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Ethical issues in the care of the patient with end-stage renal disease

Holly M Koncicki, MD
Lionel U Mailloux, MD, FACP
Section Editors
Steve J Schwab, MD
R Sean Morrison, MD
Deputy Editor
Alice M Sheridan, MD


Although dialysis successfully treats patients with end-stage renal disease (ESRD), there are patients who have additional clinical characteristics that draw into question the appropriateness or continuation of such therapy. Not every patient benefits from renal replacement therapy to the same degree.

The universal availability of dialysis in the United States allows the nephrologist to consider its application in every patient in whom it might be indicated. In this setting, each patient and clinical setting must be judged individually [1]. As an example, the issues and concerns surrounding a 45-year-old patient with adult polycystic kidney disease are entirely different from those of a 90 year old with severe arteriosclerosis.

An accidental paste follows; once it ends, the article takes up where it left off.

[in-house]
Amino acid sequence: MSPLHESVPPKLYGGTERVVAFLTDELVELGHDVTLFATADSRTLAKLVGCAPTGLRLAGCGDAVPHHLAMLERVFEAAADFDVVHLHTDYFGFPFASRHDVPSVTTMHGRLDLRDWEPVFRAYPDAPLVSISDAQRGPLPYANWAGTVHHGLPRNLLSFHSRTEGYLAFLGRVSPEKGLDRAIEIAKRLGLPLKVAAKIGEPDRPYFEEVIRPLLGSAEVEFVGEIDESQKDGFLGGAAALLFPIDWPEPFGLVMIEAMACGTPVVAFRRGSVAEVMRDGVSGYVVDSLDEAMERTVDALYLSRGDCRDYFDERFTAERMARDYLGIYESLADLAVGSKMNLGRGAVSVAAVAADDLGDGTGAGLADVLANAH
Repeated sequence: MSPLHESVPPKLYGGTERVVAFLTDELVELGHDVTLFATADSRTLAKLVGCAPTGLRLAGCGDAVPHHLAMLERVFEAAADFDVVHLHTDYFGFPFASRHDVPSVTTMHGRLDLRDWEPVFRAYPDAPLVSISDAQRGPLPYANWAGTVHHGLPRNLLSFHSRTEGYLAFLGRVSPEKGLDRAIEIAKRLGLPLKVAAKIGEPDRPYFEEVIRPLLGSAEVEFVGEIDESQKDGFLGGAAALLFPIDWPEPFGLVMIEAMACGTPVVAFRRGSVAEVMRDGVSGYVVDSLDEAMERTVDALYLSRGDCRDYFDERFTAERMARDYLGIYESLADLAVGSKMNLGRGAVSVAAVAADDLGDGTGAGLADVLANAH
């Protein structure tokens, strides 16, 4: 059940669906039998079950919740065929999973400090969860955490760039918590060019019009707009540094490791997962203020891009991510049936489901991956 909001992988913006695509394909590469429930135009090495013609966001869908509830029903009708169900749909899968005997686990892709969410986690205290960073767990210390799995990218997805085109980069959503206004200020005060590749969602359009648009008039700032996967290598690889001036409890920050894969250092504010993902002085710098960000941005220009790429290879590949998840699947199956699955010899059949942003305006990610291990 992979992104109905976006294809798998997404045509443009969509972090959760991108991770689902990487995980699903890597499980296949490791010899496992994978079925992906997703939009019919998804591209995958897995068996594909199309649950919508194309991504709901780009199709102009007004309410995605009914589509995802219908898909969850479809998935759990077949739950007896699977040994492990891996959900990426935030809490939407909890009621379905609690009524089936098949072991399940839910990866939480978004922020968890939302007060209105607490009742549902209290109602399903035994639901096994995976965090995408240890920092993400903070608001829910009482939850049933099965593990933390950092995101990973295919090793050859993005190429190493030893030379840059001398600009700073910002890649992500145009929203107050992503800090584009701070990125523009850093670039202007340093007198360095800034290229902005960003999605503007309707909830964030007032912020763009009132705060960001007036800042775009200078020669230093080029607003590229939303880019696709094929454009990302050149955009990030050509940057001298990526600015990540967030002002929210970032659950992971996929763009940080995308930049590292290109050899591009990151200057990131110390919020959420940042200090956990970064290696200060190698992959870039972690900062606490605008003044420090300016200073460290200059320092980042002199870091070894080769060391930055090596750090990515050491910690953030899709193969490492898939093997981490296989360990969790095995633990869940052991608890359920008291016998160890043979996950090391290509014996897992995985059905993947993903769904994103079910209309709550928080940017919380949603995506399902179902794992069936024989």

The general ethical issues surrounding the dialytic or conservative care of patients with ESRD are presented in this topic review. Issues regarding kidney transplantation are discussed elsewhere. (See "Evaluation of the potential renal transplant recipient".)

Practical considerations regarding the decision to forego dialysis and the ongoing medical care of patients who forego dialysis are discussed separately. (See "Withdrawal from and withholding of dialysis" and "Conservative care of end-stage renal disease".)


Decisions involving the initiation or maintenance of dialysis, particularly among patients who are suboptimal candidates for chronic dialysis therapy, involve several ethical principles, collectively called principalism [2]. (See "Ethical issues in palliative care", section on 'Applying principlism in palliative care'.)

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Literature review current through: Nov 2017. | This topic last updated: May 18, 2016.
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